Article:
James v. Kaiser Aluminum Fabricated Products, LLC et al - Document 61

Court Description: OPINION AND ORDER denying 52 Motion in Limine; granting 54 Motion in Limine. Signed by Judge James L Graham on 4/25/13. (ds)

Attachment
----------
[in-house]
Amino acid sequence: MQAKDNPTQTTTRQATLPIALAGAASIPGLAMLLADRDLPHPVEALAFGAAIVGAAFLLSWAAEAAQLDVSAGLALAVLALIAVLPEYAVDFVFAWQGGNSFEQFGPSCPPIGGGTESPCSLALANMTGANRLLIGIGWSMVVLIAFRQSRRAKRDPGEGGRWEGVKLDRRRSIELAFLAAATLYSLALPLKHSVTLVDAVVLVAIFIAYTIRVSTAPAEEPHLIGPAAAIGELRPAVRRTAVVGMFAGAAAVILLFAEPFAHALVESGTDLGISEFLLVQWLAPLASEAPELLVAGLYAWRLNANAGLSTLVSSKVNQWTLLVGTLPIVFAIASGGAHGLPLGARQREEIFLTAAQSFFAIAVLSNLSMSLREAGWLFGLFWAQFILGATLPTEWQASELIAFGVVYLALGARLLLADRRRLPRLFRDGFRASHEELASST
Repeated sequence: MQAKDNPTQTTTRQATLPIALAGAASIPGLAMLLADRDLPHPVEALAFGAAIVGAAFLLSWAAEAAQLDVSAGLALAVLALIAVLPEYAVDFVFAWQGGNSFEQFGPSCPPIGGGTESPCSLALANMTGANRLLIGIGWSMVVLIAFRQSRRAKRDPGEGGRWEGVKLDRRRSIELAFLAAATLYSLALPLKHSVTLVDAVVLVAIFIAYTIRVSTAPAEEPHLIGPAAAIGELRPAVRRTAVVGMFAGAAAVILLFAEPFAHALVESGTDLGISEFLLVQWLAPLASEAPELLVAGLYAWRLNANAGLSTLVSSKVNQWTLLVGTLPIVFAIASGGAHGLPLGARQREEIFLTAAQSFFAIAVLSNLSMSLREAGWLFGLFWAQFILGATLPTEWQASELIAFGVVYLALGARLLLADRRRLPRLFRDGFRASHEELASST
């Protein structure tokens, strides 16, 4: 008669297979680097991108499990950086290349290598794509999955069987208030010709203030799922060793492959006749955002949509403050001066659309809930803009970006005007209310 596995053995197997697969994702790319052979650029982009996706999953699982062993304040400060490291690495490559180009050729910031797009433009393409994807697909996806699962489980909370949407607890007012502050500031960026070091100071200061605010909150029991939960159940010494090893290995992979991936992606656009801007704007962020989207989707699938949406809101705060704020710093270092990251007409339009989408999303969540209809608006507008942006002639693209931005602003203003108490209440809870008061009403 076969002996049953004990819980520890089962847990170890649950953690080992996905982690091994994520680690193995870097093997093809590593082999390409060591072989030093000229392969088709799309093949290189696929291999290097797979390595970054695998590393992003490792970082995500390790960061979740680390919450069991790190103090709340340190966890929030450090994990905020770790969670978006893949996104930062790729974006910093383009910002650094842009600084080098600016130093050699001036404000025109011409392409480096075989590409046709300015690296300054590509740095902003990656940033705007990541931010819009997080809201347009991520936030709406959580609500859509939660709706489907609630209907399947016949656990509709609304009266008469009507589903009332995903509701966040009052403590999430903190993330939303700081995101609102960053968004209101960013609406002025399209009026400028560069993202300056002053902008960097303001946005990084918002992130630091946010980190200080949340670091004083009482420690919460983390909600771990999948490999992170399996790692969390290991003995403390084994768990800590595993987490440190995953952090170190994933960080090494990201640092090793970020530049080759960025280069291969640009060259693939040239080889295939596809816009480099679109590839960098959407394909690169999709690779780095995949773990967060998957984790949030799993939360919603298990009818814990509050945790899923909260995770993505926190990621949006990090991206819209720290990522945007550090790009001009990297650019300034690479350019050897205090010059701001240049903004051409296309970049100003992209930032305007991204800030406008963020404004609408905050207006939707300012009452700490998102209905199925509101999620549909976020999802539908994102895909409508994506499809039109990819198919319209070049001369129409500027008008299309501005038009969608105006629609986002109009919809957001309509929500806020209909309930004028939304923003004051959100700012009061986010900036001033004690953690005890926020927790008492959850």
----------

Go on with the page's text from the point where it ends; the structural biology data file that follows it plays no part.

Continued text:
Download PDF IN THE UNITED STATES DISTRICT COURT FOR THE SOUTHERN DISTRICT OF OHIO EASTERN DIVISION Andrea R. James, : Plaintiff, : : v. Kaiser Aluminum Fabricated Products, LLC, et al., Case No. 2:11-cv-00847 Judge Graham : Magistrate Judge Abel : Defendants. OPINION AND ORDER Plaintiff Andrea James brings this action under the Family Medical Leave Act of 1993 (â FMLAâ ), 29 U.S.C. § 2615, against her former employer Kaiser Aluminum Fabricated Products, LLC. James asserts that Kaiser interfered with her rights under the FMLA by refusing to properly credit as FMLA leave two days she was absent from work in February 2011. James alleges that she was absent for migraines, a condition that Kaiser had previously approved as an FMLA-qualifying serious health condition for James. Kaiser disputes that James had migraines on those days and argues that she was absent because of a sinus infection. James further asserts that Kaiser retaliated against her exercise of FMLA rights by terminating her. Kaiser disputes this contention as well. It argues that it had an honest belief that her absences were not for an FMLA-covered condition and that those absences â when combined with Jamesâ s prior unexcused absences â triggered her dismissal under the companyâ s attendance policy. Kaiser moved for summary judgment, which the court denied, and the case is set for trial on April 29, 2013. Now before the court are two motions in limine filed by plaintiff to exclude certain evidence from trial. 1 I. Honest Belief Rule In the first motion in limine, plaintiff seeks to preclude defendant from presenting any evidence or argument regarding the honest belief rule. See generally Seeger v. Cincinnati Bell Tel. Co., 681 F.3d 274, 285-86 (6th Cir. 2012) (under the rule an employer may counter plaintiffâ s assertion that the proffered reason for the adverse employment action is pretext by showing that it held an honest belief in the proffered reason). Though the motion cites in passing Fed. R. Evid. 403 (relevant evidence that may be excluded as prejudicial, confusing, misleading, or cumulative), plaintiffâ s argument for excluding the honest belief evidence is not based on any Rule 403 ground. Rather, plaintiff argues that there is not sufficient evidence in the record to support an inference that Kaiser honestly believed that James did not have migraines on the days of her absences in February 2011. Plaintiff contends that Kaiser cannot prove that it had a legitimate basis for doubting plaintiffâ s stated reason for her absences and further contends that the record shows that Kaiserâ s investigation of plaintiffâ s absences was inadequate and amounted to a sham. The court denies plaintiffâ s motion in limine for two reasons. First, plaintiff has not demonstrated that any of the honest belief evidence is prejudicial, confusing, misleading, or cumulative under Rule 403. Plaintiffâ s argument amounts to an untimely motion for summary judgment. Second, plaintiffâ s argument mischaracterizes the record. As was discussed in the courtâ s ruling on Kaiserâ s motion for summary judgment, there is sufficient evidence from which a reasonable factfinder could conclude that Kaiser had legitimate grounds for scrutinizing plaintiffâ s absences. Upon her return to work, James provided her supervisor with a doctorâ s note that vaguely referenced an unspecified â medical condition,â and James communicated to her supervisor that she had come down with a cough. This information did not seem to support 2 Jamesâ s initial call-in that she would be absent because of migraines. Kaiser offered further evidence that it conducted an investigation in which the treating medical care providers were consulted and James was given an opportunity to present further evidence. Kaiser ultimately determined that, based on medical records stating that James â was seen for [a] sinus infection,â her absence was not because of migraines. In sum, there is sufficient evidence on the record to create a genuine dispute about whether Kaiser had an honest belief that Jamesâ s absences were unexcused and thus had a legitimate, nondiscriminatory reason her discharge. II. Post-Termination Jail Time In her second motion in limine, plaintiff seeks to exclude the introduction of evidence concerning her three misdemeanor convictions for operating a vehicle under the influence of alcohol or drugs. Plaintiff cites Rule 609 for the proposition that evidence of a criminal conviction generally cannot be used to attack a witnessâ s character for truthfulness. This argument misapprehends the reason for which Kaiser seeks introduction of the evidence. Kaiser argues that any award of damages must be limited if James prevails at trial because James violated her probation less than four months after her employment was terminated and served 20 days in jail. This jail time would have resulted in her termination, argues Kaiser, because she would have exceeded the allowable number of unexcused absences under Kaiserâ s attendance policy. Kaiser thus argues that any award of backpay should be limited in time to less than 4 months. Kaiserâ s argument for limiting backpay concerns what is known as the after-acquired evidence defense, which allows an employer to show that the employee would have been terminated anyway for reasons that became known to the defendant after the termination decision. See McKennon v. Nashville Banner Publâ g Co., 513 U.S. 352 (1995); Sellers v. 3 Mineta, 358 F.3d 1058 (8th Cir. 2004). In certain circumstances courts have allowed an employer to use evidence relating to the employeeâ s conduct or condition, where such evidence is acquired after the termination decision, to limit the employeeâ s recovery. Namely, the employer may attempt to prove that the employeeâ s conduct or condition was sufficiently serious to independently warrant termination, even absent the alleged improper motive. See Edgar v. JAC Products, Inc., 443 F.3d 501, 514 (6th Cir. 2006). The court finds here that evidence of the fact of Jamesâ s post-termination jail time is plainly relevant to the issue of damages. See Jones v. Nissan N. Am., 438 Fed. Appâ x 388, 405-407 (6th Circ. 2011) (discussing the after-acquired evidence defense and its availability to bar front pay and reinstatement and to curtail backpay). 1 Plaintiff further argues that evidence of only the fact of the jail time should be admitted and that evidence of the OVI convictions and the circumstances of her probation violation should be excluded as prejudicial. The nature of the probation violation was described in a recent discovery order by the magistrate judge as a traffic stop in which James was found to have been drinking and violating curfew. Doc. 57 at p. 2. 1 Plaintiffâ s motion in limine is directed at excluding evidence of the three OVI convictions. Plaintiff has not made a legal challenge to the availability of the after-acquired evidence defense, and, as such, that issue is not before the court. See Jones, 438 Fed. Appâ x at 406 (noting the unanswered issue in the Sixth Circuit concerning the availability of the defense where the afteracquired evidence concerns an employeeâ s misconduct that takes place post-termination); Sellers, 358 F.3d at 1063 (discussing the case law and concluding that McKennon applies to post-termination conduct); McKenna v. City of Philadelphia, 636 F.Supp.2d 446, 459-61 (E.D. Pa. 2009) (following Sellers); Nemeth v. Citizens Fin. Grp., No. 08-cv-15326, 2012 WL 3262876, at *5 (E.D. Mich. Aug. 9, 2012) (â [A] fair reading of Jones . . . would permit the afteracquired evidence defense to be asserted based on post-termination conduct under appropriate circumstances.â ). See also Christine Neylon Oâ Brien, The Law of After-Acquired Evidence in Employment Discrimination Cases: Clarification of the Employeeâ s Burden, Remedial Guidance, and the Enigma of Post-Termination Misconduct, 65 UMKC L.Rev. 159, 174 (1996) (concluding that serious post-termination misconduct should generally bar reinstatement and limit backpay). 4 The court finds that, in the posture of this case as currently presented by the parties, only the fact of the jail time (and evidence of Kaiserâ s attendance policy and its enforcement) is necessarily relevant for Kaiser to prove that James would have been terminated for unexcused absences. Any relevance that the convictions and probation violation might have is outweighed by their potential prejudicial effect. The court thus grants plaintiffâ s motion in limine to exclude evidence of the OVI convictions and probation violation. The court will reserve the ability to reconsider the admissibility of this evidence should the facts and arguments developed at trial provide a basis for reconsideration. III. Conclusion Accordingly, plaintiffâ s motion in limine as to the honest belief rule (doc. 52) is DENIED, and plaintiffâ s motion in limine as to the OVI convictions and probation violation (doc. 54) is GRANTED s/ James L. Graham JAMES L. GRAHAM United States District Judge DATE: April 25, 2013 5